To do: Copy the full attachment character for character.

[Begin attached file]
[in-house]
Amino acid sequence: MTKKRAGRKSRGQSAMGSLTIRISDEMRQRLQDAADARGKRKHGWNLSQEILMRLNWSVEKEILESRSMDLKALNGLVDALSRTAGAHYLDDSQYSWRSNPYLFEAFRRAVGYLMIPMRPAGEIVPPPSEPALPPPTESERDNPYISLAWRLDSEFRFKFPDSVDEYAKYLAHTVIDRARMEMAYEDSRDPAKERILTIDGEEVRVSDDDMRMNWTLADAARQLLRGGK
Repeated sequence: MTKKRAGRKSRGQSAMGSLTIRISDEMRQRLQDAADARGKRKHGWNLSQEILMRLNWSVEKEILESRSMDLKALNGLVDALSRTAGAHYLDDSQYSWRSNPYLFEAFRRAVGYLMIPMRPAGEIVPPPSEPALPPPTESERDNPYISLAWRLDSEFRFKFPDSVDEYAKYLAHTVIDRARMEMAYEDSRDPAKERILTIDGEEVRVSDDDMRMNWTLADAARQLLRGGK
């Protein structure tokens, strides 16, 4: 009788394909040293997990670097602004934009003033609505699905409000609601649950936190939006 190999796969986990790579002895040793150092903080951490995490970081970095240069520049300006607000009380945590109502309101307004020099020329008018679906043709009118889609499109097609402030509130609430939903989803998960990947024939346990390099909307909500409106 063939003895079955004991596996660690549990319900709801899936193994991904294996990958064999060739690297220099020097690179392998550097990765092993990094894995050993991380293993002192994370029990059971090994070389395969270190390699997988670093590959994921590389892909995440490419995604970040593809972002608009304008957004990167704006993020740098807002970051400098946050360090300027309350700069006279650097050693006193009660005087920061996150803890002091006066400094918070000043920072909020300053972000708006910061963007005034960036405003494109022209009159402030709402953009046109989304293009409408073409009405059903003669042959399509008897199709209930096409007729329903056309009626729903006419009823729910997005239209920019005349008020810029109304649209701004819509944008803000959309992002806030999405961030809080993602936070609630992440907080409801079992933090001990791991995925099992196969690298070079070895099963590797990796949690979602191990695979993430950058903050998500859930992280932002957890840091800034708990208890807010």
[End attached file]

[in-house]
Amino acid sequence: MTKKRAGRKSRGQSAMGSLTIRISDEMRQRLQDAADARGKRKHGWNLSQEILMRLNWSVEKEILESRSMDLKALNGLVDALSRTAGAHYLDDSQYSWRSNPYLFEAFRRAVGYLMIPMRPAGEIVPPPSEPALPPPTESERDNPYISLAWRLDSEFRFKFPDSVDEYAKYLAHTVIDRARMEMAYEDSRDPAKERILTIDGEEVRVSDDDMRMNWTLADAARQLLRGGK
Repeated sequence: MTKKRAGRKSRGQSAMGSLTIRISDEMRQRLQDAADARGKRKHGWNLSQEILMRLNWSVEKEILESRSMDLKALNGLVDALSRTAGAHYLDDSQYSWRSNPYLFEAFRRAVGYLMIPMRPAGEIVPPPSEPALPPPTESERDNPYISLAWRLDSEFRFKFPDSVDEYAKYLAHTVIDRARMEMAYEDSRDPAKERILTIDGEEVRVSDDDMRMNWTLADAARQLLRGGK
């Protein structure tokens, strides 16, 4: 009788394909040293997990670097602004934009003033609505699905409000609601649950936190939006 190999796969986990790579002895040793150092903080951490995490970081970095240069520049300006607000009380945590109502309101307004020099020329008018679906043709009118889609499109097609402030509130609430939903989803998960990947024939346990390099909307909500409106 063939003895079955004991596996660690549990319900709801899936193994991904294996990958064999060739690297220099020097690179392998550097990765092993990094894995050993991380293993002192994370029990059971090994070389395969270190390699997988670093590959994921590389892909995440490419995604970040593809972002608009304008957004990167704006993020740098807002970051400098946050360090300027309350700069006279650097050693006193009660005087920061996150803890002091006066400094918070000043920072909020300053972000708006910061963007005034960036405003494109022209009159402030709402953009046109989304293009409408073409009405059903003669042959399509008897199709209930096409007729329903056309009626729903006419009823729910997005239209920019005349008020810029109304649209701004819509944008803000959309992002806030999405961030809080993602936070609630992440907080409801079992933090001990791991995925099992196969690298070079070895099963590797990796949690979602191990695979993430950058903050998500859930992280932002957890840091800034708990208890807010």